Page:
3 Cloud Computing Stocks to Buy in 2021 | The Motley Fool

3 Cloud Computing Stocks to Buy in 2021 | The Motley Fool


Cloud computing has been a defining trend of the last decade, impacting everyone from individual consumers to global enterprises. The ability to access on-demand data storage and computing resources in the cloud is much cheaper, faster, and easier than buying and maintaining on-premise solutions.

According to Gartner, in the wake of the coronavirus pandemic, growth in the public cloud market is set to accelerate in 2021. And by 2024, 14% of IT spend will go to cloud computing, up from 9% in 2020. This trend should benefit many companies across various industries, but Amazon (NASDAQ:AMZN), Fastly (NYSE:FSLY), and Arista Networks (NYSE:ANET) are well positioned to be three of the biggest winners. Here’s what investors should know.

Amazon: Creating the cloud

Amazon Web Services (AWS) is the world’s largest provider of public cloud resources like storage, computing, and databases. Compared to other cloud providers, AWS has a more robust offering of services and features, which has helped the company claim and maintain an enormous chunk of the cloud infrastructure market.

Cloud Service Provider

2018 Market Share

2019 Market Share

Q3 2020 Market Share





Microsoft Azure




Google Cloud




Data source: Canalys.

Additionally, Amazon Web Services’ scale and market-leading position has allowed the company to establish a larger partner ecosystem than other cloud providers. Thousands of software vendors like CrowdStrike and MongoDB have designed products for AWS, and leading consulting firms like Deloitte and Accenture provide the technical expertise needed to help clients successfully migrate to Amazon’s cloud. This network of partners should help drive customer growth as cloud computing continues to gain traction.

Person pressing digital cloud computing button.

Image source: Getty Images.

As a caveat, investors should be aware that Google Cloud and Microsoft Azure are growing revenue more quickly than AWS, and both have gained market share in the last few years. However, Amazon’s business as a whole raked in $348 billion over the trailing 12 months. By comparison, Alphabet‘s sales totaled $172 billion, and Microsoft generated $147 billion in revenue — less than half of Amazon’s top line in both cases. Even more compelling, Amazon’s total revenue is growing more quickly, up 117% over the last three years. That fast-paced growth, coupled with the depth of the company’s cloud portfolio, should help Amazon stay ahead of its rivals.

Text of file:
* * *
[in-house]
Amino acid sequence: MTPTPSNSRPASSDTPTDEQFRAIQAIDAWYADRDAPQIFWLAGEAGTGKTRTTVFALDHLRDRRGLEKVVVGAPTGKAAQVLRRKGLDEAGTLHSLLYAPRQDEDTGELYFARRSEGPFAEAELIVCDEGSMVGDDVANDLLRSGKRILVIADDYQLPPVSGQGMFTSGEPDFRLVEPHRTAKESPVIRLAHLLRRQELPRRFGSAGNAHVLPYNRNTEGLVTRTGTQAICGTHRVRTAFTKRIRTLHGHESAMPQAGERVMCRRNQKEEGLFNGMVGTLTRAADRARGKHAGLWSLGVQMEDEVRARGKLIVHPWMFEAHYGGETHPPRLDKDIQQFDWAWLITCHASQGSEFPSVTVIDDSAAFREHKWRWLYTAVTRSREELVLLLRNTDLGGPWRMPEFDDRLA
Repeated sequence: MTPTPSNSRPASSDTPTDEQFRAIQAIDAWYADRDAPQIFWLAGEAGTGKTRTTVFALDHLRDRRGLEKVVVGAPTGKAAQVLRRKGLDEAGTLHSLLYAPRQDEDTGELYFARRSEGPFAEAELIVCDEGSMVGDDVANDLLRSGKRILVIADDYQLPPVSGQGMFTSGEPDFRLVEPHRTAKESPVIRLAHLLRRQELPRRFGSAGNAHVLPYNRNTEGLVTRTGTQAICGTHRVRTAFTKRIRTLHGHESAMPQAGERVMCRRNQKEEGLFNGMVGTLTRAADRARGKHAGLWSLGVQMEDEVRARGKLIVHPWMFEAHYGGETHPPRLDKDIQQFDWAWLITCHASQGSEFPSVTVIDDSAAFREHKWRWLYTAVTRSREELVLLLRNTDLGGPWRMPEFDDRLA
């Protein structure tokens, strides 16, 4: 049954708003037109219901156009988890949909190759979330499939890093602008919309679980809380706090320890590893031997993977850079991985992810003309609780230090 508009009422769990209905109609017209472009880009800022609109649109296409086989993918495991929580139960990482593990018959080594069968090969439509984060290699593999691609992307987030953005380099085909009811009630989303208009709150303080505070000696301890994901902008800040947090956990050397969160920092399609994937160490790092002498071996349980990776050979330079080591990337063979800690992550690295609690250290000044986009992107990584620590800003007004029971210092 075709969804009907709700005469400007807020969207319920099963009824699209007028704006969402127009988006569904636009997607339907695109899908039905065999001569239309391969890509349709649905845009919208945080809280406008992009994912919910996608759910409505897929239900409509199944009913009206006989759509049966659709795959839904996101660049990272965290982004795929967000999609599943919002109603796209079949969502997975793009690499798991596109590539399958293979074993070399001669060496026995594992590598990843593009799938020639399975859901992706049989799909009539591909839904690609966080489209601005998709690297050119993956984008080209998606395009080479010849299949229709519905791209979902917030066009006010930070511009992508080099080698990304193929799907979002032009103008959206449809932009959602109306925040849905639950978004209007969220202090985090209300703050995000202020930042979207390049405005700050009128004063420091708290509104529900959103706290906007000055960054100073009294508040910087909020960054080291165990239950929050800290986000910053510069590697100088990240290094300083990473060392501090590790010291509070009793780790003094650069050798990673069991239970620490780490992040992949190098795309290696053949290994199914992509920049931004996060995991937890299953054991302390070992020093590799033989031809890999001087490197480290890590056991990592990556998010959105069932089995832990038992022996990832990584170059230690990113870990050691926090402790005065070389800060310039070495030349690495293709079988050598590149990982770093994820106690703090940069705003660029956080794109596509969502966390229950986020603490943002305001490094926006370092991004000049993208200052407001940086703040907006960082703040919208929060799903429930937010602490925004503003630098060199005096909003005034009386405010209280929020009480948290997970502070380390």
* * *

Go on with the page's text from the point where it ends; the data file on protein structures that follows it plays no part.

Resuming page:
Fastly: Making the internet faster

Fastly’s edge cloud differs from centralized public clouds like AWS because its data centers are strategically positioned near internet exchange points (locations where different internet networks connect). This means Fastly’s servers sit between its customers and end users’ devices, positioning Fastly to rapidly process data and deliver content like websites, applications, and streaming media. Put another way, Fastly’s edge cloud is built for speed.

Currently, Fastly is much smaller than market leaders like Akamai and Lumen (formerly CenturyLink). But Fastly’s edge cloud platform is also faster and more efficient, which results in cost savings for Fastly’s customers and faster, more reliable content delivery for end users and devices. This advantage has helped Fastly win clients like ShopifySlack, and FuboTV. Moreover, it has allowed Fastly to grow much more quickly than rivals like Akamai and Lumen, an indication that the company is taking market share.

FSLY Revenue (TTM) Chart

FSLY Revenue (TTM) data by YCharts

Despite the company’s past success, Fastly still has a large and expanding market opportunity. The company’s recent acquisition of Signal Sciences bolsters its security portfolio, further increasing Fastly’s value proposition to customers. Moreover, as connected devices increase in number, edge computing solutions will become increasingly necessary, because data will need to be processed at the network edge (where the data is generated) in order to provide end users with reliable, secure digital experiences. That’s why management estimates Fastly’s total addressable market will reach $35 billion by 2022 — a figure that gives Fastly a long runway for growth.

Arista: Connecting the cloud

Arista provides the networking hardware and software that enterprises like Microsoft and Facebook need to build large-scale cloud data centers. Unlike Cisco Systems, Arista has prioritized software development over hardware-centric solutions. As a result, the company’s extensible operating system (EOS) — the software that powers its switches and routers — allows for better automation and monitoring compared to Cisco’s products, reducing operating costs for Arista’s customers.

Likewise, Arista’s CloudEOS and CloudVision software further simplify cloud networking, enabling clients to deploy and monitor networks across private and public clouds, including AWS, Google Cloud, and Microsoft Azure. Put another way, these products allow enterprises to easily interconnect and manage all of their network environments, which reduces cost and complexity. It also means Arista’s customers can focus resources elsewhere, which ultimately results in increased productivity.

In the years ahead, the proliferation of connected devices will place additional strain on cloud data centers. To address this, enterprises will need networking platforms that optimize performance while minimizing complexity and expense. And Arista’s software-driven solutions fit the bill perfectly.


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